It's the mating season!

Allie Ladd posted this video to the MAINE Wildlife Facebook group, and Speilberg himself could not have directed it any better. This is in Township E in Franklin County. Definitely turn up the volume to hear this lynx chat.

According to Maine Encyclopedia, there are only about 600-1200 Canada Lynx in Maine. They are listed as 'threatened' under the U.S. Endangered Species Act. These animals are close to the size of a bobcat, but seems bigger because they have such long legs. And of course, the long hair at the end of their ears! There's no mistaking a lynx!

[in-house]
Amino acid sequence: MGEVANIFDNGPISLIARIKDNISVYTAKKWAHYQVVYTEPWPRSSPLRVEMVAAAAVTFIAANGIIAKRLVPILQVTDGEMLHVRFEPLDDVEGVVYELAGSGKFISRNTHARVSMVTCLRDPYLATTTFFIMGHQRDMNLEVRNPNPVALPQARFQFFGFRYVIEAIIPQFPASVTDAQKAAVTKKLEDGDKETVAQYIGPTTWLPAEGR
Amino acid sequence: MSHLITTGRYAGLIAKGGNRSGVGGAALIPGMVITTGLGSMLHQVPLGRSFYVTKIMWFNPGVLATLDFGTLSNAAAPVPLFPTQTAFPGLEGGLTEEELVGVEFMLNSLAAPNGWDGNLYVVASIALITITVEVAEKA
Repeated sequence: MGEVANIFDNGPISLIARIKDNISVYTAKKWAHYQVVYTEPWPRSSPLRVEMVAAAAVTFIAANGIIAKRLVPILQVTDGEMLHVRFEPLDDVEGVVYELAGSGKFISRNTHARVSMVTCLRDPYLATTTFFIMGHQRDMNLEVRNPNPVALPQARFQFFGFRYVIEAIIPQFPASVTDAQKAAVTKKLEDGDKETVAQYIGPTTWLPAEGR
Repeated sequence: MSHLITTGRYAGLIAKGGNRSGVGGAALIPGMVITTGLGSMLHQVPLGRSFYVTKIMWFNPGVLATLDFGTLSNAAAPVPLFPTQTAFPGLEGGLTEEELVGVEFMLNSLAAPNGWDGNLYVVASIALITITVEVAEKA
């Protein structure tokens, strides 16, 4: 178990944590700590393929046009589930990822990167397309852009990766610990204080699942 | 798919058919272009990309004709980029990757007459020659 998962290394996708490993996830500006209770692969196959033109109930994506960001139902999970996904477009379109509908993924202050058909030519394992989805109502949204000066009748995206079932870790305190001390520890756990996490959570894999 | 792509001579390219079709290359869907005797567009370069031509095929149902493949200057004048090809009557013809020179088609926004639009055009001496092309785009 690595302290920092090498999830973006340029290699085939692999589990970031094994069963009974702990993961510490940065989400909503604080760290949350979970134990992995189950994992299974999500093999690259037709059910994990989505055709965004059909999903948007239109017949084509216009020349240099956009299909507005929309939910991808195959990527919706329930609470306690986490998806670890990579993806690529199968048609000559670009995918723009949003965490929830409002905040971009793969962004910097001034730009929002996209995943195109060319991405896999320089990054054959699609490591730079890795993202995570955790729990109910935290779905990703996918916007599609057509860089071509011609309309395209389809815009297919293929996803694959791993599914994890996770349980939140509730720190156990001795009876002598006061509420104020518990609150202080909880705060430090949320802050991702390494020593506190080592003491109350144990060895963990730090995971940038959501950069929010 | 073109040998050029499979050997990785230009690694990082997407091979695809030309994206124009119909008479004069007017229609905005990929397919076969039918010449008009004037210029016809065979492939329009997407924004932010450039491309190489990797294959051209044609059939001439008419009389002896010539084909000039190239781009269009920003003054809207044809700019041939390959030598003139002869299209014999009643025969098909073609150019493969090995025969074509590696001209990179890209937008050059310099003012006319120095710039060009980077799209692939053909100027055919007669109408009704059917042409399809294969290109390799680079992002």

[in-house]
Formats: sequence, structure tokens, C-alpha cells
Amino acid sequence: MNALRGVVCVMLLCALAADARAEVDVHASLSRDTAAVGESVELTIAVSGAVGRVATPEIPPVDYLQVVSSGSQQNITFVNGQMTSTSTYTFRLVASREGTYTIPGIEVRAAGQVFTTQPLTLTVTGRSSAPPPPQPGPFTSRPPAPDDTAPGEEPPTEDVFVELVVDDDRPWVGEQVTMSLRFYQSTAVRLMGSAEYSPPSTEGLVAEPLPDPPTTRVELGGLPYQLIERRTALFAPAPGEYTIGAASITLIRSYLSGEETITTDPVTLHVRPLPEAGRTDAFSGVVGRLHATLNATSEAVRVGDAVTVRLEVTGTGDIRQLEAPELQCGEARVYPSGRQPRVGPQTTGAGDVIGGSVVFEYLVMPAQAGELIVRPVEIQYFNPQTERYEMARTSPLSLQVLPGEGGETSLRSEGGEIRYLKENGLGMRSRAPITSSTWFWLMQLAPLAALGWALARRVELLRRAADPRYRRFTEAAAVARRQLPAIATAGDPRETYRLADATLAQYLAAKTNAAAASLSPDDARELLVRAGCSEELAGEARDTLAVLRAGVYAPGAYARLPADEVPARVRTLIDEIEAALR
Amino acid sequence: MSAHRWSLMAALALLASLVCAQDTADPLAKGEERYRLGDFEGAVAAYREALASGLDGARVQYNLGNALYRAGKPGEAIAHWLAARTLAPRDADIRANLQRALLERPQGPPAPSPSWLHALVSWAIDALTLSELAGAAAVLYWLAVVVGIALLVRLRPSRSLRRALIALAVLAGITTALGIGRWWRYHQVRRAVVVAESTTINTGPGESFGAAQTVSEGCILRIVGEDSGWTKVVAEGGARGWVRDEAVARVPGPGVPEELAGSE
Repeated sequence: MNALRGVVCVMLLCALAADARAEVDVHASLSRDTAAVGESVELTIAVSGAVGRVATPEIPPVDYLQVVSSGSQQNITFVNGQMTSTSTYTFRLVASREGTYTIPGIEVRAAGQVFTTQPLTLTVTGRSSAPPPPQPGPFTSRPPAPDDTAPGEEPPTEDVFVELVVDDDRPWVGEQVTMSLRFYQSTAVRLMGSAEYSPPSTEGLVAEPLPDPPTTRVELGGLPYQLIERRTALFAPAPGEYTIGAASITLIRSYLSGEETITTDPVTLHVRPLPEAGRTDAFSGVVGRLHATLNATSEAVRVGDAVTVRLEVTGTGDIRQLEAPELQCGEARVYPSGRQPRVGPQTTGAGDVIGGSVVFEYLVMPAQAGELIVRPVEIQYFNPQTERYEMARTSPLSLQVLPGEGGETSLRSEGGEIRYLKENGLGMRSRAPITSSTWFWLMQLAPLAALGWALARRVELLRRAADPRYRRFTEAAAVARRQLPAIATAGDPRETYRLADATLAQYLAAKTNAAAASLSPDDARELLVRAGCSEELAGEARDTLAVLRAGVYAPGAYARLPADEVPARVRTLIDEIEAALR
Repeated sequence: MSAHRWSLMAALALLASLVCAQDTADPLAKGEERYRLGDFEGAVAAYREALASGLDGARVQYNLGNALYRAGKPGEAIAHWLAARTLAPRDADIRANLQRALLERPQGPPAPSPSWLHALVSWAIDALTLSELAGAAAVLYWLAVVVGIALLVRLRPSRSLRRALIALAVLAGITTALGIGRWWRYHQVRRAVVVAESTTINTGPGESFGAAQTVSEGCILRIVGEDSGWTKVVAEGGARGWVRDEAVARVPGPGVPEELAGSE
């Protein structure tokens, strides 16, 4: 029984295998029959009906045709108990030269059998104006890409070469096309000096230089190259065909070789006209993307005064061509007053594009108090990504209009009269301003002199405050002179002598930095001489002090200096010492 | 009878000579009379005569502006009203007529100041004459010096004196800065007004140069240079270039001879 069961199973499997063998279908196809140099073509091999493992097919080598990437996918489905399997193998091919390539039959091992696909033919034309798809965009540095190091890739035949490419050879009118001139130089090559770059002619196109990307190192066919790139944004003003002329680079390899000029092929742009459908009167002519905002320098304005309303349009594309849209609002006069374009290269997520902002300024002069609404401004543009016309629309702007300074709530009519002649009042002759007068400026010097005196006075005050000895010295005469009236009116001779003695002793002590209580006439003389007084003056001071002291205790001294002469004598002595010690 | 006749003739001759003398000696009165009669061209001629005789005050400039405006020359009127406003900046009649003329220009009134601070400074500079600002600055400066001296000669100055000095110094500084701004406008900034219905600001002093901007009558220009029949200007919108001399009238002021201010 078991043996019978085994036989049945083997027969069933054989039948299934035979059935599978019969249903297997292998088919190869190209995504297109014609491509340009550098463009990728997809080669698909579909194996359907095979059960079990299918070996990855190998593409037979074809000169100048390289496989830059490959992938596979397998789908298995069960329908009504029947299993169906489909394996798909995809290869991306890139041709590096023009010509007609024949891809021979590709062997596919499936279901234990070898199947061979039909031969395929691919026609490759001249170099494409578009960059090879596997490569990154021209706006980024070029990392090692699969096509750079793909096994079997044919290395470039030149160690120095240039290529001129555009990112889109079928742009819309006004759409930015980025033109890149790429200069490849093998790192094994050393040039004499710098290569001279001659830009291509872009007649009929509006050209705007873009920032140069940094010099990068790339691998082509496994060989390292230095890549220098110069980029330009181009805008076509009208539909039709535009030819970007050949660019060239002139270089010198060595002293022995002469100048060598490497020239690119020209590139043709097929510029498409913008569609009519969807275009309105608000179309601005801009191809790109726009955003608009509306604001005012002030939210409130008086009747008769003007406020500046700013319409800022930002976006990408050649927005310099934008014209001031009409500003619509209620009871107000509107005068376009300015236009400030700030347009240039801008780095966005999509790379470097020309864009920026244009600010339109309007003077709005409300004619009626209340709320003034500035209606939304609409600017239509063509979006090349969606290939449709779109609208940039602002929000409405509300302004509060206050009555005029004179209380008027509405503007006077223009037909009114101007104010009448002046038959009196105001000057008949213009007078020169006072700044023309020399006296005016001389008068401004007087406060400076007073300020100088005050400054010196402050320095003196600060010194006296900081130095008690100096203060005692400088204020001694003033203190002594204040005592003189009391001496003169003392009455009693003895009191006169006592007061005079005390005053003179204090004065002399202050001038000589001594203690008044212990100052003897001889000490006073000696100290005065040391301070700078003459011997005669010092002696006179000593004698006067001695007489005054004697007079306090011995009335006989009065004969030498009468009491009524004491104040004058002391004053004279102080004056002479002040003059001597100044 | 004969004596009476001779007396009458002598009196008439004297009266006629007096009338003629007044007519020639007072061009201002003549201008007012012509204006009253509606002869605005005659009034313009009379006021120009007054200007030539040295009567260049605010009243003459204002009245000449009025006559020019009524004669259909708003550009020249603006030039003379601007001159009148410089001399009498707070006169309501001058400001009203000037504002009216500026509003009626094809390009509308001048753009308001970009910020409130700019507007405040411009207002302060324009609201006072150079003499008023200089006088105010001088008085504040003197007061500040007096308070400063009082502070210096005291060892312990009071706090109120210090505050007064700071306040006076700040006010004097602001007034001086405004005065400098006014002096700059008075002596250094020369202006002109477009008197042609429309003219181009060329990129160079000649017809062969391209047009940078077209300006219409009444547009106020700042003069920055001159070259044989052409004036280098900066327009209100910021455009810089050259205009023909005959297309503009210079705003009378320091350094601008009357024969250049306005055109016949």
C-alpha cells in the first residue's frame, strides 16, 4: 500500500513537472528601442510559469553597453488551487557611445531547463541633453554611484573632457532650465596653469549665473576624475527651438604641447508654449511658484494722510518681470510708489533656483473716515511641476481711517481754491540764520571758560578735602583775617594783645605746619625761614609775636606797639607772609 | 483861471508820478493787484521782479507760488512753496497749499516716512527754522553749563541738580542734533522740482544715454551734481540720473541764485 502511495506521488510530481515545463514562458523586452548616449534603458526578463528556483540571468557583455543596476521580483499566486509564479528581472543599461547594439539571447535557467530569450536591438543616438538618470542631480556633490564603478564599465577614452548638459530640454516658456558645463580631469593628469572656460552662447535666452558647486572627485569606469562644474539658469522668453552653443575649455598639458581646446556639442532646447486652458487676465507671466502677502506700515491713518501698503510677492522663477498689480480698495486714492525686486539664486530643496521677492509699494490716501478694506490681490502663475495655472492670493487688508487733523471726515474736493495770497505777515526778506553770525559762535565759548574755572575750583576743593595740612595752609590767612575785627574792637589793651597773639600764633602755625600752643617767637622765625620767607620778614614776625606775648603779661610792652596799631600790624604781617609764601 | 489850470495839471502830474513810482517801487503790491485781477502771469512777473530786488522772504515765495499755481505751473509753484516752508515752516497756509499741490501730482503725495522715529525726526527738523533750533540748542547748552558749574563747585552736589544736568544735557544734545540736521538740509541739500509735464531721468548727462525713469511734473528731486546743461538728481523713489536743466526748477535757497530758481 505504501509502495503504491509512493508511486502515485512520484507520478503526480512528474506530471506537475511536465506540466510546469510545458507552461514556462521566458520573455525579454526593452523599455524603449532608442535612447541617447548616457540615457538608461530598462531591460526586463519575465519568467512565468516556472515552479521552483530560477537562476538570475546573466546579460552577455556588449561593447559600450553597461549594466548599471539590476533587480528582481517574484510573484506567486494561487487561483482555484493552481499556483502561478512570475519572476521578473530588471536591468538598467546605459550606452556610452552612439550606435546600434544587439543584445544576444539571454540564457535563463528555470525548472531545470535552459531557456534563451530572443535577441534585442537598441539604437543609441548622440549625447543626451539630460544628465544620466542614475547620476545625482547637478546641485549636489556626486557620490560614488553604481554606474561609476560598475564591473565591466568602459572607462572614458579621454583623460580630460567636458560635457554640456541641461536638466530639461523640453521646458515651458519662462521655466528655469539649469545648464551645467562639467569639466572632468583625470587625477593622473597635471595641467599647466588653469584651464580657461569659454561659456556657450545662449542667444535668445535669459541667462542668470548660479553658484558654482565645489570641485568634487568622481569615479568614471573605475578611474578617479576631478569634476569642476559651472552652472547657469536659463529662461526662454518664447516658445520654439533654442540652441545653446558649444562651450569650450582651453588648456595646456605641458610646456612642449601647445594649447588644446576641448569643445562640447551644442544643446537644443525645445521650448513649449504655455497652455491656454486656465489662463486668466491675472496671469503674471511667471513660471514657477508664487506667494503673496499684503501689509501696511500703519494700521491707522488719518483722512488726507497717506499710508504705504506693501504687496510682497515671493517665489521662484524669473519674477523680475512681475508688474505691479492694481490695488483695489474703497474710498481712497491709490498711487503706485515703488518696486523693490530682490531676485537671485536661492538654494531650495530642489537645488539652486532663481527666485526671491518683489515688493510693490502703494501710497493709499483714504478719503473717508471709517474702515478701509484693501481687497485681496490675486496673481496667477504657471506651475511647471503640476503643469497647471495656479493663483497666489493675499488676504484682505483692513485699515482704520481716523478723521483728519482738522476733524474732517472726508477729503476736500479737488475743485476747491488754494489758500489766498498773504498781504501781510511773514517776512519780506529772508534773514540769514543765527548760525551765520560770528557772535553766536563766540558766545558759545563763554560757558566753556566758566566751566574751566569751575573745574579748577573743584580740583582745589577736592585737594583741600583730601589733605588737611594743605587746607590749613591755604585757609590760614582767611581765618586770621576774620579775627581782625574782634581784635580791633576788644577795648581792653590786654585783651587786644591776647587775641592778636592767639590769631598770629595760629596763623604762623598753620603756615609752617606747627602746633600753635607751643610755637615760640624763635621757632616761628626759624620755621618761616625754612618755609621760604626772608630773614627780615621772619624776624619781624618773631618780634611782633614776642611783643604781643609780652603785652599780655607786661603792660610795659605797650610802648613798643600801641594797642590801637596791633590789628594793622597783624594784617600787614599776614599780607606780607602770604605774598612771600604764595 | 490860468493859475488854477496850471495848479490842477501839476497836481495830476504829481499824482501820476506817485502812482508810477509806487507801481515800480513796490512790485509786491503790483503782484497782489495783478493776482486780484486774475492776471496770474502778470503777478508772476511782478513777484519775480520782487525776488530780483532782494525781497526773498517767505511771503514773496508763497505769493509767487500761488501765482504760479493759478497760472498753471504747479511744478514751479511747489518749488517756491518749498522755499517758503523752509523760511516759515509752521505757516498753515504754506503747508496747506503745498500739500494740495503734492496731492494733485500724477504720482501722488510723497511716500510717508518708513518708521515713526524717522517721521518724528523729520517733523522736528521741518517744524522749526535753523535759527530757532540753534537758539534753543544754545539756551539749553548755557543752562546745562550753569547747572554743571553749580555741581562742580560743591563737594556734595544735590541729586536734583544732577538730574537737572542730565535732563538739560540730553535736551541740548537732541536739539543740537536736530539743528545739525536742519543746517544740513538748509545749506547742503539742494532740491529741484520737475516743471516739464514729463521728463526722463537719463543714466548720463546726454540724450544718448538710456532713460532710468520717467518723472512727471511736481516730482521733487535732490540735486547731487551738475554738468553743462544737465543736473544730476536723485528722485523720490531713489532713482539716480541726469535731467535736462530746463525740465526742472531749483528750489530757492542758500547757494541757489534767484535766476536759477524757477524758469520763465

Most people commented that they just want to hug the furry kitty. Of course, no need to tell ya that's a bad idea. You may get that hug, but lose your face in the process. This is their winter coat, which is thick and light gray with faint spots. Their coat is shorter and reddish-brown in the summer.

Photo by Dušan veverkolog on Unsplash
Photo by Dušan veverkolog on Unsplash

The chatting is probably because March is the mating season for the lynx. This one could possibly be looking for a girlfriend. In Maine, the average litter is 3 kittens in dens made of thick young fir or built up on downed logs. The kittens leave the den in late June or early July.

He could also be looking for his next meal, which is likely a snowshoe hare. That's over 75% of what they eat. If there are a lot of them, they can eat one or two per day. Their diet shifts in the summer to smaller little rodents, because snowshoe hares just aren't around.

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